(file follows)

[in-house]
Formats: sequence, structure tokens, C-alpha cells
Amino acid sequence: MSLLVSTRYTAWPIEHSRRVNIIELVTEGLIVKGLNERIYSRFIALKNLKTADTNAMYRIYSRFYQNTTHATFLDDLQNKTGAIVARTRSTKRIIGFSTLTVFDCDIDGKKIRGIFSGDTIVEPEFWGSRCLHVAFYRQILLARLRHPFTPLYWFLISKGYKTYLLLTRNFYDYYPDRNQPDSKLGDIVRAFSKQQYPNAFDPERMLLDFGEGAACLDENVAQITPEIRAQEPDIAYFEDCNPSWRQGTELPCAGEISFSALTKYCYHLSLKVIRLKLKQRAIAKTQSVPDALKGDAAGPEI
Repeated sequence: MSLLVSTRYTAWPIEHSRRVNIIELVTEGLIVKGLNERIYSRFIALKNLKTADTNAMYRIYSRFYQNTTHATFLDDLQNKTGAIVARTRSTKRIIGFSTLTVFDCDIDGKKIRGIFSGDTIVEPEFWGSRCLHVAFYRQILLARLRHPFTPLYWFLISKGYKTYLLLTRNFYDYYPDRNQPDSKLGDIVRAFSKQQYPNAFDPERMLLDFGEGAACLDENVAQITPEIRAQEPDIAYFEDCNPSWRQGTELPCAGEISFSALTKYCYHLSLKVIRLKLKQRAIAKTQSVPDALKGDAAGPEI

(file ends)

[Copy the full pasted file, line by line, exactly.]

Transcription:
[in-house]
Formats: sequence, structure tokens, C-alpha cells
Amino acid sequence: MSLLVSTRYTAWPIEHSRRVNIIELVTEGLIVKGLNERIYSRFIALKNLKTADTNAMYRIYSRFYQNTTHATFLDDLQNKTGAIVARTRSTKRIIGFSTLTVFDCDIDGKKIRGIFSGDTIVEPEFWGSRCLHVAFYRQILLARLRHPFTPLYWFLISKGYKTYLLLTRNFYDYYPDRNQPDSKLGDIVRAFSKQQYPNAFDPERMLLDFGEGAACLDENVAQITPEIRAQEPDIAYFEDCNPSWRQGTELPCAGEISFSALTKYCYHLSLKVIRLKLKQRAIAKTQSVPDALKGDAAGPEI
Repeated sequence: MSLLVSTRYTAWPIEHSRRVNIIELVTEGLIVKGLNERIYSRFIALKNLKTADTNAMYRIYSRFYQNTTHATFLDDLQNKTGAIVARTRSTKRIIGFSTLTVFDCDIDGKKIRGIFSGDTIVEPEFWGSRCLHVAFYRQILLARLRHPFTPLYWFLISKGYKTYLLLTRNFYDYYPDRNQPDSKLGDIVRAFSKQQYPNAFDPERMLLDFGEGAACLDENVAQITPEIRAQEPDIAYFEDCNPSWRQGTELPCAGEISFSALTKYCYHLSLKVIRLKLKQRAIAKTQSVPDALKGDAAGPEI